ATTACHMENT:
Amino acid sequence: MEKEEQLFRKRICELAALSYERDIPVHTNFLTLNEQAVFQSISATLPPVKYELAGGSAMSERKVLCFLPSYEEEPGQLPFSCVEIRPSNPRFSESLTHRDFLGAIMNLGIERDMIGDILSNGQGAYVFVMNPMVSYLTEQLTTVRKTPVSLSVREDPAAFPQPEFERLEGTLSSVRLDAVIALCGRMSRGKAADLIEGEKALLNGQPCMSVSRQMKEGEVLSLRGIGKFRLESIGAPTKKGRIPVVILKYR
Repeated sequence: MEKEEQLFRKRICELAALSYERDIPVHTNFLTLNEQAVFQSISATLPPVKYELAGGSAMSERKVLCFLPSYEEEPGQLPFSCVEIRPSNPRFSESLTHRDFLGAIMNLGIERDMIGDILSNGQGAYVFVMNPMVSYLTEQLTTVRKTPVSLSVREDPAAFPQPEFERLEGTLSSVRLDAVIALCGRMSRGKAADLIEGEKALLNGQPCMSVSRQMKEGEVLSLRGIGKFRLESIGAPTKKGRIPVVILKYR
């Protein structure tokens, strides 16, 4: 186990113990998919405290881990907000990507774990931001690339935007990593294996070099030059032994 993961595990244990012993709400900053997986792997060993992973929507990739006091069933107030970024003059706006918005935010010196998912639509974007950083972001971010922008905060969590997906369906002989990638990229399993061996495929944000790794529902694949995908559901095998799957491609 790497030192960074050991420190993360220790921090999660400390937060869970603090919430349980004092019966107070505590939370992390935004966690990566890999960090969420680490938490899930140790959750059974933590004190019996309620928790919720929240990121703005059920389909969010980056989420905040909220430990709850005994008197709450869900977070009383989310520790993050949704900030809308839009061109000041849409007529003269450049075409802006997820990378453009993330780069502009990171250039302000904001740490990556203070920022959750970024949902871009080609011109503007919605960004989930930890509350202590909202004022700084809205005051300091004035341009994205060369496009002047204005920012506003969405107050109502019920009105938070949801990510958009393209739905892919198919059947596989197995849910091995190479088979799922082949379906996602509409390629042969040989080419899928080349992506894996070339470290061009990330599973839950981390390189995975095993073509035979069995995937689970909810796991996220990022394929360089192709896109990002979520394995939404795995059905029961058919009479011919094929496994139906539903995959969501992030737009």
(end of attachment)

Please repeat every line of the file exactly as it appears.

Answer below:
Amino acid sequence: MEKEEQLFRKRICELAALSYERDIPVHTNFLTLNEQAVFQSISATLPPVKYELAGGSAMSERKVLCFLPSYEEEPGQLPFSCVEIRPSNPRFSESLTHRDFLGAIMNLGIERDMIGDILSNGQGAYVFVMNPMVSYLTEQLTTVRKTPVSLSVREDPAAFPQPEFERLEGTLSSVRLDAVIALCGRMSRGKAADLIEGEKALLNGQPCMSVSRQMKEGEVLSLRGIGKFRLESIGAPTKKGRIPVVILKYR
Repeated sequence: MEKEEQLFRKRICELAALSYERDIPVHTNFLTLNEQAVFQSISATLPPVKYELAGGSAMSERKVLCFLPSYEEEPGQLPFSCVEIRPSNPRFSESLTHRDFLGAIMNLGIERDMIGDILSNGQGAYVFVMNPMVSYLTEQLTTVRKTPVSLSVREDPAAFPQPEFERLEGTLSSVRLDAVIALCGRMSRGKAADLIEGEKALLNGQPCMSVSRQMKEGEVLSLRGIGKFRLESIGAPTKKGRIPVVILKYR
């Protein structure tokens, strides 16, 4: 186990113990998919405290881990907000990507774990931001690339935007990593294996070099030059032994 993961595990244990012993709400900053997986792997060993992973929507990739006091069933107030970024003059706006918005935010010196998912639509974007950083972001971010922008905060969590997906369906002989990638990229399993061996495929944000790794529902694949995908559901095998799957491609 790497030192960074050991420190993360220790921090999660400390937060869970603090919430349980004092019966107070505590939370992390935004966690990566890999960090969420680490938490899930140790959750059974933590004190019996309620928790919720929240990121703005059920389909969010980056989420905040909220430990709850005994008197709450869900977070009383989310520790993050949704900030809308839009061109000041849409007529003269450049075409802006997820990378453009993330780069502009990171250039302000904001740490990556203070920022959750970024949902871009080609011109503007919605960004989930930890509350202590909202004022700084809205005051300091004035341009994205060369496009002047204005920012506003969405107050109502019920009105938070949801990510958009393209739905892919198919059947596989197995849910091995190479088979799922082949379906996602509409390629042969040989080419899928080349992506894996070339470290061009990330599973839950981390390189995975095993073509035979069995995937689970909810796991996220990022394929360089192709896109990002979520394995939404795995059905029961058919009479011919094929496994139906539903995959969501992030737009």